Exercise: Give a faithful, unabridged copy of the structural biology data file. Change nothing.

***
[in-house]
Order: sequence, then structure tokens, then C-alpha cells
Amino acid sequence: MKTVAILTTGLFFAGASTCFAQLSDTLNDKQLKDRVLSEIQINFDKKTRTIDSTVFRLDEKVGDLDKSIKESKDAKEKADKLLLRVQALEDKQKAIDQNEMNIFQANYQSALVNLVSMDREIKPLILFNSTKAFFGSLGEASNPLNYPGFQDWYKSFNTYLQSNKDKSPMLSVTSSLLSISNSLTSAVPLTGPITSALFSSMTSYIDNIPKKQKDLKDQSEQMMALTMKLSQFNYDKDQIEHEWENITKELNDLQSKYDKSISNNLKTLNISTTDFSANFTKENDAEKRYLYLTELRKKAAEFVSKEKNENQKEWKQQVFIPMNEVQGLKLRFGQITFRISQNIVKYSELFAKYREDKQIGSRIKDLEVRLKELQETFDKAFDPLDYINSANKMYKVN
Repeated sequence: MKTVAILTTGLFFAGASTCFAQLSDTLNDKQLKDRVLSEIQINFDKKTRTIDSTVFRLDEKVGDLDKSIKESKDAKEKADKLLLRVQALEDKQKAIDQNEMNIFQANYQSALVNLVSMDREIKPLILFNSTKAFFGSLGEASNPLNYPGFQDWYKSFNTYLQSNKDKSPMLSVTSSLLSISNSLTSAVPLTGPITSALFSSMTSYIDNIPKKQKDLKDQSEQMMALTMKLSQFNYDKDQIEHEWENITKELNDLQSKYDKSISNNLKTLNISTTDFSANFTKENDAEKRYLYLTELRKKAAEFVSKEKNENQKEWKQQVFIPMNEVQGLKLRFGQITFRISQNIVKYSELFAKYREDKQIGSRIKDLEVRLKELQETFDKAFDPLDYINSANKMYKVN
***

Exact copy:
[in-house]
Order: sequence, then structure tokens, then C-alpha cells
Amino acid sequence: MKTVAILTTGLFFAGASTCFAQLSDTLNDKQLKDRVLSEIQINFDKKTRTIDSTVFRLDEKVGDLDKSIKESKDAKEKADKLLLRVQALEDKQKAIDQNEMNIFQANYQSALVNLVSMDREIKPLILFNSTKAFFGSLGEASNPLNYPGFQDWYKSFNTYLQSNKDKSPMLSVTSSLLSISNSLTSAVPLTGPITSALFSSMTSYIDNIPKKQKDLKDQSEQMMALTMKLSQFNYDKDQIEHEWENITKELNDLQSKYDKSISNNLKTLNISTTDFSANFTKENDAEKRYLYLTELRKKAAEFVSKEKNENQKEWKQQVFIPMNEVQGLKLRFGQITFRISQNIVKYSELFAKYREDKQIGSRIKDLEVRLKELQETFDKAFDPLDYINSANKMYKVN
Repeated sequence: MKTVAILTTGLFFAGASTCFAQLSDTLNDKQLKDRVLSEIQINFDKKTRTIDSTVFRLDEKVGDLDKSIKESKDAKEKADKLLLRVQALEDKQKAIDQNEMNIFQANYQSALVNLVSMDREIKPLILFNSTKAFFGSLGEASNPLNYPGFQDWYKSFNTYLQSNKDKSPMLSVTSSLLSISNSLTSAVPLTGPITSALFSSMTSYIDNIPKKQKDLKDQSEQMMALTMKLSQFNYDKDQIEHEWENITKELNDLQSKYDKSISNNLKTLNISTTDFSANFTKENDAEKRYLYLTELRKKAAEFVSKEKNENQKEWKQQVFIPMNEVQGLKLRFGQITFRISQNIVKYSELFAKYREDKQIGSRIKDLEVRLKELQETFDKAFDPLDYINSANKMYKVN